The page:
Love Your Enemies
“You have heard that it has been said, You shall love your neighbor, and hate your enemy. But I say unto you, Love your enemies, bless them who curse you, do good to them who hate you, and pray for them which despitefully use you, and persecute you.” —Matthew 5:43-44
About 25 or 30 years ago, I was in a department store in Baton Rouge, Louisiana, looking at some clothes. I was shocked when a little boy, who was about 4 or 5 years old, walked up to me and said, “I hate you.”
About 35 or 40 years ago, when I was the associate pastor of the First Assembly of God church in Columbia, Missouri, one of my responsibilities was weekly ministering in the Boone County jail. I was allowed to sing a song, preach a sermon, distribute literature, and visit with the inmates in the cellblocks. I was shocked when one of the inmates told me through the bars, “You are the Devil.”
I did not know either of these people and, to my knowledge, had never met them before, and yet, there was an inherent hate and animosity toward me.
The verses from Matthew give a description of what happens when a person hates someone. To hate means “to detest, despise, and abhor a person because of a real or imagined hurt or offense.” It includes holding a grudge, bitterness, and desiring revenge. The other person is called an enemy, which is “someone who is hostile, antagonistic, at war with, has enmity, and opposes the other person.” He curses, or desires harm, injury, evil, or misfortune to the person he hates. He also despitefully uses or falsely accuses, insults, treats abusively, reviles, and threatens him. Finally, he persecutes or drives away by harassing, troubling, and mistreating. Hate is also murder (I Jn. 3:15), which is “premeditated destruction of another physically (Ex. 20:13) or otherwise.” This could include socially or legally, and includes discrediting character and reputation.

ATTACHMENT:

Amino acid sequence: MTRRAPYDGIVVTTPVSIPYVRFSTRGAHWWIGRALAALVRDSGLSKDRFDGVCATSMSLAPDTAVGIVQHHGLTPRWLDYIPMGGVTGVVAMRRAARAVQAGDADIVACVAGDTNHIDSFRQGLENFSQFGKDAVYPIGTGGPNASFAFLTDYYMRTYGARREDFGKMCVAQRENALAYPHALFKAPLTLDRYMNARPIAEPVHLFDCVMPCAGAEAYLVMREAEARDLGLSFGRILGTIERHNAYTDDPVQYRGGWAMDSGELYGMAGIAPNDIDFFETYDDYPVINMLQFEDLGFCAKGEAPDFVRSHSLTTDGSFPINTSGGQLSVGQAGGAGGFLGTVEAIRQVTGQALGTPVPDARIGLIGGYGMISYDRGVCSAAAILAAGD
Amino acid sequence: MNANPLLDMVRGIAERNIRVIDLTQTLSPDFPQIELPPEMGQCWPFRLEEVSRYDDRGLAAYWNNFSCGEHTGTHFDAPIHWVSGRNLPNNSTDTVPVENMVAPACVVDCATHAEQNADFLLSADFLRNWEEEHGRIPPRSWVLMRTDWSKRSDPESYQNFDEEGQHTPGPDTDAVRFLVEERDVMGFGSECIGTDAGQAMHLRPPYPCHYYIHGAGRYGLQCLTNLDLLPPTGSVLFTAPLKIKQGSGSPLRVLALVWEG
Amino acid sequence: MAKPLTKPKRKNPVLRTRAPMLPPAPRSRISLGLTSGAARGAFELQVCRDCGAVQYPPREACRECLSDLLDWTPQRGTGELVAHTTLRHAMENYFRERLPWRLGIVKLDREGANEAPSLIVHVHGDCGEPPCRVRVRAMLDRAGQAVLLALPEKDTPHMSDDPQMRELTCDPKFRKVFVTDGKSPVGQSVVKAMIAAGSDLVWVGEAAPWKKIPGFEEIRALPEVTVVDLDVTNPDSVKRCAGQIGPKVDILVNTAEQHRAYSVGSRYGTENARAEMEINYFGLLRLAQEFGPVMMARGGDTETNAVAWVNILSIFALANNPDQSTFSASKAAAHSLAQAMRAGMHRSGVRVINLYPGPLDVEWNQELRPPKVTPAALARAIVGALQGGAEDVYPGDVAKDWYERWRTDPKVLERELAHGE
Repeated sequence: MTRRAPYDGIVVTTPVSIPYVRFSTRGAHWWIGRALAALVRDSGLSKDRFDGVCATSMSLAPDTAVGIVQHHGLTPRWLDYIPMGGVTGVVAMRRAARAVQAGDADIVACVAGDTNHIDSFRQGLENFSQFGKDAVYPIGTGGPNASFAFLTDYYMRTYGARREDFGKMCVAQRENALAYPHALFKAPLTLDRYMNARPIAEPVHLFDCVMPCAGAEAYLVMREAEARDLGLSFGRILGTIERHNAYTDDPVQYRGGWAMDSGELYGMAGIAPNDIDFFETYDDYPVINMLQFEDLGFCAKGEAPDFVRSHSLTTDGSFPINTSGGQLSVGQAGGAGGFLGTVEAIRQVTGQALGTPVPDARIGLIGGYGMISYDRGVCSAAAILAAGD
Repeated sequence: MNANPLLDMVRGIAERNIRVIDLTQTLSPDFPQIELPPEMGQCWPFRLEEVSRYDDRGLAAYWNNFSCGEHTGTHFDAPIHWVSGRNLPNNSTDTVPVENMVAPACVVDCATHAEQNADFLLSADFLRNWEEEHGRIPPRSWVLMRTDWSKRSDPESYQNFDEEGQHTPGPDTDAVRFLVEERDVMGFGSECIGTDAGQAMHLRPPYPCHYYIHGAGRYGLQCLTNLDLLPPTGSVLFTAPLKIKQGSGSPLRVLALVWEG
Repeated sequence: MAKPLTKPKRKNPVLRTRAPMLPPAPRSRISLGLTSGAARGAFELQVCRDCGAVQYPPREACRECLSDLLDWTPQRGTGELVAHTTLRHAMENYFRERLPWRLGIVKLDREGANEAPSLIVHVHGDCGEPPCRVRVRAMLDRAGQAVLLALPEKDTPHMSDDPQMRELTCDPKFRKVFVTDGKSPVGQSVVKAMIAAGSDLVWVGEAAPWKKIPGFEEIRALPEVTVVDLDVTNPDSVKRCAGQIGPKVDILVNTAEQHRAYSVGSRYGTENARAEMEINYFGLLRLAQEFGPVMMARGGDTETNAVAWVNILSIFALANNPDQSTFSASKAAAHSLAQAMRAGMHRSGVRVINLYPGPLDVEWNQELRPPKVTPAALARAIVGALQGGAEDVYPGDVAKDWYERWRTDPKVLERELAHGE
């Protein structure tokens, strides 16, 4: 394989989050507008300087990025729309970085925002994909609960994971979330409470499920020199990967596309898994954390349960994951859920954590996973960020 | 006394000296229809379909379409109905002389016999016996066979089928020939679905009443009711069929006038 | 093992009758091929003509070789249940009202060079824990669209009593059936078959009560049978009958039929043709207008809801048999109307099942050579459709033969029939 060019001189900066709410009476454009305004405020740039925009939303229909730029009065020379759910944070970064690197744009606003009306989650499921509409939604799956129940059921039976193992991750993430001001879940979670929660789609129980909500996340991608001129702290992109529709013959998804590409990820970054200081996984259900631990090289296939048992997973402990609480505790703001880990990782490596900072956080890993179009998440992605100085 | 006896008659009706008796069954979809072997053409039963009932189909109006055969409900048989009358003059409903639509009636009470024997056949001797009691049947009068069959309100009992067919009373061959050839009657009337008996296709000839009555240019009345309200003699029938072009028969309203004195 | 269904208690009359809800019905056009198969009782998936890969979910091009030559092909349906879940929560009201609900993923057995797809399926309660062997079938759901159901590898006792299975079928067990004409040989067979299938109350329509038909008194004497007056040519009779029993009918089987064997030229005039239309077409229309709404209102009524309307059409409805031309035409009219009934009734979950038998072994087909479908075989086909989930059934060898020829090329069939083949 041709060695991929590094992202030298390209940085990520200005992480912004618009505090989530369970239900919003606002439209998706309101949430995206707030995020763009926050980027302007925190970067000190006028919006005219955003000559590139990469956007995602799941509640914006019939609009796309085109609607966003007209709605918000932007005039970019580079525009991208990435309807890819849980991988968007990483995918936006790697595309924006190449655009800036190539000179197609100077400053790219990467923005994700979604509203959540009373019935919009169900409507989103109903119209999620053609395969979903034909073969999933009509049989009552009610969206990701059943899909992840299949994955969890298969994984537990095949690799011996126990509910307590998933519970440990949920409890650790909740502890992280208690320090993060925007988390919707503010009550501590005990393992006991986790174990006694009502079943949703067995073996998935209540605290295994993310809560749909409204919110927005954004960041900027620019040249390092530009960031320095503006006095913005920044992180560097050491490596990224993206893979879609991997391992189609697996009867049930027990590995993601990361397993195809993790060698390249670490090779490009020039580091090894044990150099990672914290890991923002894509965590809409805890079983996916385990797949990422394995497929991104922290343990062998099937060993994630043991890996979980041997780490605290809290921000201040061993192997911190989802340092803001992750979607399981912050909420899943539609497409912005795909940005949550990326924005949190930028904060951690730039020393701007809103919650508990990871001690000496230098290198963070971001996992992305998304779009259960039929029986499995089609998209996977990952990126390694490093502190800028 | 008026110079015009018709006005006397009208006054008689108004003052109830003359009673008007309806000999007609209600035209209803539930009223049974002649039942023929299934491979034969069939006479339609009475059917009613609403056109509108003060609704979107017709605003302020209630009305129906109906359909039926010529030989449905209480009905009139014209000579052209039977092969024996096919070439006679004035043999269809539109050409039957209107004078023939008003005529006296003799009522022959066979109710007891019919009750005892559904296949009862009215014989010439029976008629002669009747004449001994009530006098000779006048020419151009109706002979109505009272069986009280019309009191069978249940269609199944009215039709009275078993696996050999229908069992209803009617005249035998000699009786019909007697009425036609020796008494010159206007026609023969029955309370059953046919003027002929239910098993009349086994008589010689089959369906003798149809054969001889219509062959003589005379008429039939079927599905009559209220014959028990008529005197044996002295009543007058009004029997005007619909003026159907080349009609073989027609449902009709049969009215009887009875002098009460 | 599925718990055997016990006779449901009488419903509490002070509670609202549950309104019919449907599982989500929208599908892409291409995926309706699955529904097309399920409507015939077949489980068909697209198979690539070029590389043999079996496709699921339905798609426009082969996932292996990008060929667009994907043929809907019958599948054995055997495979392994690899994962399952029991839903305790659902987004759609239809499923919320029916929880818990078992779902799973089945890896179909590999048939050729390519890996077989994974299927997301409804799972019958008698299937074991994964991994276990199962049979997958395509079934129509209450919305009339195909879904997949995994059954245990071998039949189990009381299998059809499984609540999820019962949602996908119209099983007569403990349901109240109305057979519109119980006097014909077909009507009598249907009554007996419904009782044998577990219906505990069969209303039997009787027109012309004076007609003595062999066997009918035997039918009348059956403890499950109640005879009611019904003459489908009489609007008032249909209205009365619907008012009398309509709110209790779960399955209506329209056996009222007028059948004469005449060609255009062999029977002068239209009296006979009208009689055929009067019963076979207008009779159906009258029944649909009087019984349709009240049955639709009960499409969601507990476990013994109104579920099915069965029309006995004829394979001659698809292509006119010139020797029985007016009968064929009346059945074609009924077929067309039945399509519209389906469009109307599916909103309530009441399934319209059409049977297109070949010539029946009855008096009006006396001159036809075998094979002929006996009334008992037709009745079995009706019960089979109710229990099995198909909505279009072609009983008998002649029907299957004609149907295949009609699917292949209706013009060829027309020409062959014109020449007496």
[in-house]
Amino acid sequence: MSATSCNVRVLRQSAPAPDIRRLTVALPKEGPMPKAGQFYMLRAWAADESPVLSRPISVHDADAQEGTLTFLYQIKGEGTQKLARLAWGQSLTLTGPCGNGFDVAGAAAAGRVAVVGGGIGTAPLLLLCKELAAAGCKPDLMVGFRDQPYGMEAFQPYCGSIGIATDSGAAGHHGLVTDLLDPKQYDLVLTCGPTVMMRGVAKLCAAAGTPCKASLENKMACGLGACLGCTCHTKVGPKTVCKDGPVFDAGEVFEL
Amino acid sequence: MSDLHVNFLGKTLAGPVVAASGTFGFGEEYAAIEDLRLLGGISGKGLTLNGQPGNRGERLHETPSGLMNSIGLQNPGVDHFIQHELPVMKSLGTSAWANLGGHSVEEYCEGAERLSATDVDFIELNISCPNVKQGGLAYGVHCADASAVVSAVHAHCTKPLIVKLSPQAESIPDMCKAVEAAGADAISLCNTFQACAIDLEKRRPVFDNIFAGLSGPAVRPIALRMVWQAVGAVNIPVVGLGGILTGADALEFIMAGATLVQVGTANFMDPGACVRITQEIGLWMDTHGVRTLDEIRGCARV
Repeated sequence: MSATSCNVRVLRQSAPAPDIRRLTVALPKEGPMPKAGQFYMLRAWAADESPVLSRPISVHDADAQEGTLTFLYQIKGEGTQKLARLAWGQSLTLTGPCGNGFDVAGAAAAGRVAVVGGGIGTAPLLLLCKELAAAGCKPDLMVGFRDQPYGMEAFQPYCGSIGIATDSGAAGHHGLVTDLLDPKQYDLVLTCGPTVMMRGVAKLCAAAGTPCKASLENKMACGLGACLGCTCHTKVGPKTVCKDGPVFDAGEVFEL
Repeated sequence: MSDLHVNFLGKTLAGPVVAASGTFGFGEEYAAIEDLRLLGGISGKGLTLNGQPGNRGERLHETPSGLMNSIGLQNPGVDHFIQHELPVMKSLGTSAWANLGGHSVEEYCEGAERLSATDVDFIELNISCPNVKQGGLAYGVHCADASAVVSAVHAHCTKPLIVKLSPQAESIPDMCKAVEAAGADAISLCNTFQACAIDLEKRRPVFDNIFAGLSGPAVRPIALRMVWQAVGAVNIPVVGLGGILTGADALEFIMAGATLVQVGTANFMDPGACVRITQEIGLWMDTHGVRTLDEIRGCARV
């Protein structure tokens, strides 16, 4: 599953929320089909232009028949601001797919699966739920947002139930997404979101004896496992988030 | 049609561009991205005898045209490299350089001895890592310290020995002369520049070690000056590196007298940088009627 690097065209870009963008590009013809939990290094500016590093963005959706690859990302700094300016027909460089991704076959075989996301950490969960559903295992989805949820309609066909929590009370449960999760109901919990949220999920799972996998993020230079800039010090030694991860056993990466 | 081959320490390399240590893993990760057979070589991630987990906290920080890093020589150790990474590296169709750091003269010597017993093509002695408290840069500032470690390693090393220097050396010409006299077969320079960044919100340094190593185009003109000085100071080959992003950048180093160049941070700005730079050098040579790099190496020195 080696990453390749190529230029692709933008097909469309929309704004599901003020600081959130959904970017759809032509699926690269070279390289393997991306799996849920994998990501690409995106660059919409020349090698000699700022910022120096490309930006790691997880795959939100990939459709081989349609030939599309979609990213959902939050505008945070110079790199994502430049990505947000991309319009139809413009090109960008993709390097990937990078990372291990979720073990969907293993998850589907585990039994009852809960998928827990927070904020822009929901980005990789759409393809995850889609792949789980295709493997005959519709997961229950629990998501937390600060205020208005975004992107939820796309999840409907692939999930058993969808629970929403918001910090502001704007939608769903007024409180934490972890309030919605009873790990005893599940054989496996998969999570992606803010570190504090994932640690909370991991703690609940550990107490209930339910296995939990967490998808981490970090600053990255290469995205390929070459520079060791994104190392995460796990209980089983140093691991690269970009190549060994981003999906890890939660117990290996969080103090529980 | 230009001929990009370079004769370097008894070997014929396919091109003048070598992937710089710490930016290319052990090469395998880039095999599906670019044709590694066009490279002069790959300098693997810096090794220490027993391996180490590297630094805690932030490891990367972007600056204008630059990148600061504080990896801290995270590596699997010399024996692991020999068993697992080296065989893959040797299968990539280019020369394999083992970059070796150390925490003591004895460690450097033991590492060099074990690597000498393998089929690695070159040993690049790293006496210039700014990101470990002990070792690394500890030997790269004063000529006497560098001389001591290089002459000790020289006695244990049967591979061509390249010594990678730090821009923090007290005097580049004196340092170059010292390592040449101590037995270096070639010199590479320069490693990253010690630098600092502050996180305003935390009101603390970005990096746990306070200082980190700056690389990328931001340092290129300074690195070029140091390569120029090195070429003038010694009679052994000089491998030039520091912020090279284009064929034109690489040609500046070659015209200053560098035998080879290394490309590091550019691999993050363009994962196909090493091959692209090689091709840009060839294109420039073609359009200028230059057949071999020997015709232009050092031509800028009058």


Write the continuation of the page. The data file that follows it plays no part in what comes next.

However, instead of hating back and returning evil for evil (Rom. 12:17), reviling when reviled, or threatening with judgment when caused to suffer (I Pet. 2:23), Jesus tells us to love our enemies (Mat. 5:44). This is a godly, supernatural love that man cannot produce, but it can only be produced in a Christian as a fruit of the Holy Spirit (Gal. 5:22). It is giving and expecting nothing in return, regardless of the response. It does not depend on feelings, but is an unselfish, sacrificial giving of self (Jn. 15:13). It is not given only after conditions are met (Rom. 5:8), or in order to get something in return. It is a love that is more concerned about the benefit of the other person.
Specifically, Jesus tells believers three ways this love should be manifested by Christians to enemies:
- First, to bless means to ask God to bring them to where He can give them increase, prosperity, and fulfillment spiritually and materially.
- Secondly, it is doing them good by feeding them if they are hungry, giving them drink if they are thirsty, showing them the same mercy God has given, and overcoming evil with good (Rom. 12:20-21).
- Finally, praying that God would meet every need in their hearts, families, finances, health, and work.
These kinds of changes in reactions and attitudes can only come by allowing the Lord to heal the hurts, help to forgive, and change hearts from hate to love. This happened between the Jews and Gentiles. The Jews, in their self-righteous legalism, despised the Gentiles to the extent that they believed Gentiles were incapable of being right with God. However, because of their faith in who Christ is and what He did on the Cross, the separation between them was abolished. He made one new man from both of them by reconciling them to God into one body (Eph. 2:13-16). So, they received His love and were brought together in the unity of the Spirit (Eph. 4:3) and the faith (Eph. 4:13). This was then, and still is now, the only answer to hate, racism, and prejudice.